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A Common Misconception

It happens all the time. I say learners can learn the difficult sounds of English through exposure to video clips, and someone argues they can’t and cite a study by Patricia Kuhl. It is an all too common misunderstanding.

In the study referred to, 9-month old American infants were exposed to native Mandarin Chinese speakers in 12 sessions. Subsequent tests of Mandarin perception demonstrated that the exposure to Mandarin helped the children perceive a tested phoneme. In a second experiment, infants were exposed to the same Mandarin speakers via audiovisual recordings. The results demonstrated that exposure to recorded Mandarin, without personal interaction, had no effect. 

Some people have mistakenly taken this to mean that children of any age will not learn anything from audiovisual resources. Let’s take a look at what it really means.

First, Kuhl’s study was with 9-month old infants. The youngsters were yet to experience the perceptive narrowing that occurs at around one-year of age. Projecting these findings to older children is a mistake. Also, and importantly, the study never claims learners can’t learn from short, focused clips. The authors simply claim the 9-month olds won’t learn from video when the speakers in the video speak naturally. That is, if the video is of a native speaker speaking natural language, 9-month olds will not pick up individual phonemes even though, at that age, they are able to distinguish them.

The fact is that Dr. Kuhl and other researchers clearly say infants will learn from short and focused audio clips. Some relevant quotes (I have added the bolded lettering on the most relevant phrases):

This is from Kuhl’s abovementioned study:

Previous research on statistical learning, including studies on phonetic learning, indicates that infants can learn from audio-only exposure when exposure consists of a small number of artificial language stimuli. However, the current experiment offers a far greater challenge for infants. In the present case, infants are exposed to tens of thousands of syllables embedded in natural language spoken by a range of speakers, with no isolation of the test sounds. We hypothesized that under this natural and more complex learning situation, social interaction would play a role in learning. (Kuhl, Tsao, Liu, 2003)

The “artificial” language that children can learn from is less complex usage where sounds are isolated, like minimal pairs, which is what b4 focuses on. A quote from another article:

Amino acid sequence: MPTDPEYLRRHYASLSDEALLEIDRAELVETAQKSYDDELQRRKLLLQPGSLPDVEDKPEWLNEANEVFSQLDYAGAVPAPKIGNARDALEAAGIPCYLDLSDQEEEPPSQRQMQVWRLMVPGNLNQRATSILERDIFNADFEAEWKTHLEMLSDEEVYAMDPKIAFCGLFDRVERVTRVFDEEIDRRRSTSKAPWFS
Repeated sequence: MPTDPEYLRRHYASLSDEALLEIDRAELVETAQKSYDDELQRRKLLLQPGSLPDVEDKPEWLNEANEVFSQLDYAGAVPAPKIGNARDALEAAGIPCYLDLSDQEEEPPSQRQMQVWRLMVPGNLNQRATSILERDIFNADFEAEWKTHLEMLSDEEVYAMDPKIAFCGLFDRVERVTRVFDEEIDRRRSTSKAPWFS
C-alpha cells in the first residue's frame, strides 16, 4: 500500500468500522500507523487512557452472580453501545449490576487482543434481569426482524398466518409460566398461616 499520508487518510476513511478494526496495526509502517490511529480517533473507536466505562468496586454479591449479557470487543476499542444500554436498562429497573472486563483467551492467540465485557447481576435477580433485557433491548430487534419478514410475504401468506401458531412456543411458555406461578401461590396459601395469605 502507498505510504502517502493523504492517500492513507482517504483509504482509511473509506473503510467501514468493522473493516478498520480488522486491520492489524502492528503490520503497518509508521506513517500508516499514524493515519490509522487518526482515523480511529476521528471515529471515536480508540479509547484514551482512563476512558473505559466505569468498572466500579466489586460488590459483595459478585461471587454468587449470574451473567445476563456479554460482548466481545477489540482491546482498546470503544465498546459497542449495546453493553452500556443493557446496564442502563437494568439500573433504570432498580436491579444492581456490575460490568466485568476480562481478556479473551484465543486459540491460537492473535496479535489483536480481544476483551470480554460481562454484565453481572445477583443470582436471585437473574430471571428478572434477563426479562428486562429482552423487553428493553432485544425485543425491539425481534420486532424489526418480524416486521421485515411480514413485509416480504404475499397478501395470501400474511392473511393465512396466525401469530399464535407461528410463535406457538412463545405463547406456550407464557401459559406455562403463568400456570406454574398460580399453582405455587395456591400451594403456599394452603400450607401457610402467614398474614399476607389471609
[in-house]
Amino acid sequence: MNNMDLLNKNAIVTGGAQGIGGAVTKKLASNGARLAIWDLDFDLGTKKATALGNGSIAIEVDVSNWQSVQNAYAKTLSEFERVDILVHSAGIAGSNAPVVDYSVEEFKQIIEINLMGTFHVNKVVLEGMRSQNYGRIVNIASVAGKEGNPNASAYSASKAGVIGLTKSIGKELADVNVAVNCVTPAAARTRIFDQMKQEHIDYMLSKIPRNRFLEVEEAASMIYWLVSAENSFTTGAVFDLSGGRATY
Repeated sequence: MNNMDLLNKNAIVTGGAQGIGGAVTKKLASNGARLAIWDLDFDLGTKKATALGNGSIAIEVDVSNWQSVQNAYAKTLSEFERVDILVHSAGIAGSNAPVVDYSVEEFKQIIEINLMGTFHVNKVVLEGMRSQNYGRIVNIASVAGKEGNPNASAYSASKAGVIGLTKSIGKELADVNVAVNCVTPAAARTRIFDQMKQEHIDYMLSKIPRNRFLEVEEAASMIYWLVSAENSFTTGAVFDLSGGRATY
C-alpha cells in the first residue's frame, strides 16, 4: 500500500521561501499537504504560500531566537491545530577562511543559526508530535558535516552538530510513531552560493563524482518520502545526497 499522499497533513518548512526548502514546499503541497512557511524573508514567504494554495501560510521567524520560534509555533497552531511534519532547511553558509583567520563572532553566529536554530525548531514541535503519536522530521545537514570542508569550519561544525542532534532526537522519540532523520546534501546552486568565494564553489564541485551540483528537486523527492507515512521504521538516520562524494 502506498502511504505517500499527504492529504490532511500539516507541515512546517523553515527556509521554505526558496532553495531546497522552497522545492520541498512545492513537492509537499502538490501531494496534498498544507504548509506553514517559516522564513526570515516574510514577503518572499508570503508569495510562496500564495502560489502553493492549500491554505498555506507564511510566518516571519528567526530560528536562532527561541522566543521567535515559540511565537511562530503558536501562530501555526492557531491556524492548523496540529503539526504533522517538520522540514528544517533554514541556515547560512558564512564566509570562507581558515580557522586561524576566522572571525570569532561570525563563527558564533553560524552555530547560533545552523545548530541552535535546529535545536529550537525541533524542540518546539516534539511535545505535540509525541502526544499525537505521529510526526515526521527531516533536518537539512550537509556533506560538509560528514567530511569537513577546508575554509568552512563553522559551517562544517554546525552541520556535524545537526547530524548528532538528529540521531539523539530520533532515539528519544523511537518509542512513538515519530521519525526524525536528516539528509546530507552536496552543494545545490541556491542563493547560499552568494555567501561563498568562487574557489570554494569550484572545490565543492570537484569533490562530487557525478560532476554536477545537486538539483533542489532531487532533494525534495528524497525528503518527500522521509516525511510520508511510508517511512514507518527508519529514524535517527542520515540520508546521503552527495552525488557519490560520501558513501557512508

The data suggest that in natural, complex language learning situations, infants may require a social tutor to learn… Does the finding that social interaction affects language learning in more natural settings invalidate studies showing that phonetic and word learning can be demonstrated with very short-term laboratory exposure in the absence of a social context? Clearly, not all learning requires a social context; short-term exposures can result in learning in the absence of social interaction. (Kuhl, Conboy, Cofey-Corina, 2008)


Thus, the presence of a human being interacting with the infant during language exposure, while not required for simpler statistical  -learning tasks is critical for learning in complex natural language-learning situations in which infants heard an average of 33,000 Mandarin syllables from a total of four different talkers over a 4–5-week period. (Kuhl, 2010)

Statistical learning tasks are those like in Maye, Werker and Gerkin (2002) which uses minimal pairs in perception tasks. Another place where Dr. Kuhl points out phonemic learning can take place when not from a human speaking:

Social interaction also plays a role in learning at the phonetic level of language. When 9-month-old English-learning infants experienced a nonnative language (Mandarin) through live interactions with adults, television, or audio-only presentations, only those infants who experienced the new language through live interactions showed phonetic learning as assessed with behavioral and brain measures.  Thus, although infants can learn phonetically from 1- to 2-minute presentations of isolated syllables in the absence of a social context, learning the phonemes of a new language from natural language experience appears to be boosted by interaction with a social partner. (Conboy, Brooks, Meltzoff, & Kuhl, 2015)


Another point that should be made is that when the infants were presented with the televised clips, they were alone. The clips were simply showing on a screen. No adult was present to interact with the child, to direct the infant’s attention, to view the clip and share the experience. Had this been the case, the social inter-action, the shared viewing, might have showed a positive result. In short, if there had been social interaction with the televised clips, learning may have occurred.

Which is to say, the kind of video exposure Aka-Kara English and b4 propose has been proven effective. Saying otherwise and basing the claim on Kuhl, Conboy, Cofey-Corina, 2008, is a misconception.




Conboy, Brooks,  Meltzoff, & Kuhl (2015) Social Interaction in Infants’ Learning of Second-Language Phonetics: An Exploration of Brain–Behavior Relations. doi:  10 1080/87565641.2015.1014487

Kuhl, Tsao & Liu (2003) Foreign-language experience in infancy: Effects of short-term exposure and social interaction on phonetic learning

Kuhl, Conboy, Coffey-Corina et al (2008) Phonetic learning as a pathway to language: new  data and native language magnet theory expanded (NLM-e). Philosophical Transactions of the Royal Society B.

Kuhl. (2010). Brain Mechanisms in Early Language AcquisitionNeuron.

Maye, J., Werker, J. & Gerken, L.A. (2002). Infant sensitivity to distributional informati can affect phonetic discrimination. Cognition, 82.



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